News release

CalSTRS Selects Russell 3000 as U.S. Equity Portfolio Performance Benchmark

Sacramento, CA – The California State Teachers’ Retirement System today adopted the Russell 3000 (excluding tobacco) as its benchmark to track the performance of the broad U.S. equity market. The nation’s third largest pension fund examined three indices before selecting the Russell 3000.

“This was a tough decision. We were intrigued with the S & P 1500 Index and especially the Dow Jones U.S. Total Market Index,” said Christopher J. Ailman, CalSTRS chief investment officer. “However, at the end of the day, we concluded the Russell 3000 provided the closer degree of measurement of the investable market that we need for a fund of our size.”

CalSTRS uses a benchmark to measure the performance of its $40.9 billion domestic equity portfolio and its active managers, who handle 20 percent of that portfolio. Since May 2001, the benchmark had been a blend of two indices, the S & P 500 and the Russell Small Cap Completeness Fund, both excluding tobacco. Between 1997 and 2001, the Russell 3000 had been the benchmark. Another use of the benchmark is to replicate it in the passive equity investment structure of the portfolio. The CalSTRS board will examine this question in closed session later this year.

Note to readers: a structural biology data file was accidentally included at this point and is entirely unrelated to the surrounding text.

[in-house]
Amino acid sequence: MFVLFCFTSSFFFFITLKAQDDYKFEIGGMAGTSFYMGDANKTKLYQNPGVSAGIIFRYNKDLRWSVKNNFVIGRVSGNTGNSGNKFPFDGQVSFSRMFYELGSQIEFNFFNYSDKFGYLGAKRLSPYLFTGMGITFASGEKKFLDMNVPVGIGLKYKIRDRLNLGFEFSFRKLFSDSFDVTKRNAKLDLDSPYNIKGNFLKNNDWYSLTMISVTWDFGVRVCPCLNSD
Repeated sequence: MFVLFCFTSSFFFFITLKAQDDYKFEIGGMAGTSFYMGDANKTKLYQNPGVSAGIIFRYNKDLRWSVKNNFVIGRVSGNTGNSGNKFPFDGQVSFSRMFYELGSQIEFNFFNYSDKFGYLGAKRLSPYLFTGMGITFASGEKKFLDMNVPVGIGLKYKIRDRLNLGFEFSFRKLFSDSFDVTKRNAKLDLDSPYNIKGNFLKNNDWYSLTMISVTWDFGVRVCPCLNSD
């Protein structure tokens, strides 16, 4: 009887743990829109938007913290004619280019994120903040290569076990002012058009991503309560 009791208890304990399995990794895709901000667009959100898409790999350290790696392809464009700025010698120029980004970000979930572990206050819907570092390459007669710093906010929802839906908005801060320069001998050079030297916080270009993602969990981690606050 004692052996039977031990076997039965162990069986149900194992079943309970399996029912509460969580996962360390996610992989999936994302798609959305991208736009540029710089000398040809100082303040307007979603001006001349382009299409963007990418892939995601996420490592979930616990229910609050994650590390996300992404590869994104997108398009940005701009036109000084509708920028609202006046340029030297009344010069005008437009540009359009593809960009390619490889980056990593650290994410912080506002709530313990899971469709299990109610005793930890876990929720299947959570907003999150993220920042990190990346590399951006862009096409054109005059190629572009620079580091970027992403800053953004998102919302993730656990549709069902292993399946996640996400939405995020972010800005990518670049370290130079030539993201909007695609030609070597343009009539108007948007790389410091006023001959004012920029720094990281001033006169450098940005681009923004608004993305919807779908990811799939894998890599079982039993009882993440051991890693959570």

“We took a break from the Russell 3000 to look over the field. We’re happy to see our initial choice is still the right one for us,” said Ailman. “However, we didn’t pick this index to beat another one, but to define how we look at the broad market. It’s more of a question whether we measure in inches or centimeters.”

CalSTRS is the third largest pension fund in the U.S., with a $101 billion investment portfolio. The pension system serves approximately 687,000 members and benefit recipients by providing retirement, disability and survivor benefits to California’s public school educators in grades kindergarten through community college. Those benefits are guaranteed by law and are not affected by changes in the investment portfolio.

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